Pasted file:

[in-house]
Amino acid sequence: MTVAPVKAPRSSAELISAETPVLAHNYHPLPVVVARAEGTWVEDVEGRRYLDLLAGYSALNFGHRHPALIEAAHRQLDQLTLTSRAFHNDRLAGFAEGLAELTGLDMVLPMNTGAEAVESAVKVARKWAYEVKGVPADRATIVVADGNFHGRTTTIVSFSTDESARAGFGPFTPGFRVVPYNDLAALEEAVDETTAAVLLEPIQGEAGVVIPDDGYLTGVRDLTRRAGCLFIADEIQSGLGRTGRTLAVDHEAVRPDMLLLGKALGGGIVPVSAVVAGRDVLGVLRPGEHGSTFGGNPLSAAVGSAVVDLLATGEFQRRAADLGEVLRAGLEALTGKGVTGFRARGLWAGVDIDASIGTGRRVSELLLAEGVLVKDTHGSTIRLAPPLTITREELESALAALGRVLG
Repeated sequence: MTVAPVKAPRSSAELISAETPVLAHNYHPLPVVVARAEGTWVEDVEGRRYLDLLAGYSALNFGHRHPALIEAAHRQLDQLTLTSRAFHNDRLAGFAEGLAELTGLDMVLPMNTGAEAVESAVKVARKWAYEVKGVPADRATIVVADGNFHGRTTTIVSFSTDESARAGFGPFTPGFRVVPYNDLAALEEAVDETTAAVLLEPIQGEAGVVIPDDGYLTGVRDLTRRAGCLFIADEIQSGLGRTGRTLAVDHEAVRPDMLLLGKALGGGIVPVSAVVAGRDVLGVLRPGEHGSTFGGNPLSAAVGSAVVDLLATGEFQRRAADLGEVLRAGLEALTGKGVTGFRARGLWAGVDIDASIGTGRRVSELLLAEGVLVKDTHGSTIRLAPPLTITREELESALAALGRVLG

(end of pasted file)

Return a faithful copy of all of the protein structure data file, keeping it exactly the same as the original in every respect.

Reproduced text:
[in-house]
Amino acid sequence: MTVAPVKAPRSSAELISAETPVLAHNYHPLPVVVARAEGTWVEDVEGRRYLDLLAGYSALNFGHRHPALIEAAHRQLDQLTLTSRAFHNDRLAGFAEGLAELTGLDMVLPMNTGAEAVESAVKVARKWAYEVKGVPADRATIVVADGNFHGRTTTIVSFSTDESARAGFGPFTPGFRVVPYNDLAALEEAVDETTAAVLLEPIQGEAGVVIPDDGYLTGVRDLTRRAGCLFIADEIQSGLGRTGRTLAVDHEAVRPDMLLLGKALGGGIVPVSAVVAGRDVLGVLRPGEHGSTFGGNPLSAAVGSAVVDLLATGEFQRRAADLGEVLRAGLEALTGKGVTGFRARGLWAGVDIDASIGTGRRVSELLLAEGVLVKDTHGSTIRLAPPLTITREELESALAALGRVLG
Repeated sequence: MTVAPVKAPRSSAELISAETPVLAHNYHPLPVVVARAEGTWVEDVEGRRYLDLLAGYSALNFGHRHPALIEAAHRQLDQLTLTSRAFHNDRLAGFAEGLAELTGLDMVLPMNTGAEAVESAVKVARKWAYEVKGVPADRATIVVADGNFHGRTTTIVSFSTDESARAGFGPFTPGFRVVPYNDLAALEEAVDETTAAVLLEPIQGEAGVVIPDDGYLTGVRDLTRRAGCLFIADEIQSGLGRTGRTLAVDHEAVRPDMLLLGKALGGGIVPVSAVVAGRDVLGVLRPGEHGSTFGGNPLSAAVGSAVVDLLATGEFQRRAADLGEVLRAGLEALTGKGVTGFRARGLWAGVDIDASIGTGRRVSELLLAEGVLVKDTHGSTIRLAPPLTITREELESALAALGRVLG